The freeze was widely expected with Bank of England governor Mark Carney saying last month that "mixed" economic data could delay any increase.
Rates rose for the first time in more than a decade in November, from 0.25%.
The committee voted 7-2 vote in favour of no rise.
The Monetary Policy committee (MPC) said it expects inflation to drift downwards towards 2% over the next two years.
The committee voted unanimously to maintain the stock of sterling non-financial investment-grade corporate bond purchases, financed by the issuance of central bank reserves, at £10 billion.
It also voted unanimously to maintain the stock of UK government bond purchases, financed by the issuance of central bank reserves, at £435 billion.
All members agreed that any future increases in Bank Rate are likely to be at “a gradual pace and to a limited extent.”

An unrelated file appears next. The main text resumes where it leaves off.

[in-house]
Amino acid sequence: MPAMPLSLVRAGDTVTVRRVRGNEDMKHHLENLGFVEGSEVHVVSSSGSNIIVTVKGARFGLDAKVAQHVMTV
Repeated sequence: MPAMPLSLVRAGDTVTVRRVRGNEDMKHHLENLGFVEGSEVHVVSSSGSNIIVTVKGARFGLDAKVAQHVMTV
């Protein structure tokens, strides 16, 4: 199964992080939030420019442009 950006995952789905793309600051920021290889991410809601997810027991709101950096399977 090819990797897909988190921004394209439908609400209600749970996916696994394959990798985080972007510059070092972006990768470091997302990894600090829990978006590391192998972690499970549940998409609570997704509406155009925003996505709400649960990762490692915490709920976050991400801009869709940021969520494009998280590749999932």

The minutes of the meeting added: "In the exceptional circumstances presented by Brexit, as specified in its remit, the MPC has been balancing any significant trade-off between the speed at which it intends to return inflation sustainably to the target and the support that monetary policy provides to jobs and activity.
"The prospect of excess demand over the forecast period has reduced the degree to which it is appropriate for the MPC to accommodate an extended period of inflation above the target.
"The committee’s best collective judgement therefore remains that, were the economy to develop broadly in line with the May Inflation Report projections, an ongoing tightening of monetary policy over the forecast period would be appropriate to return inflation sustainably to its target at a conventional horizon."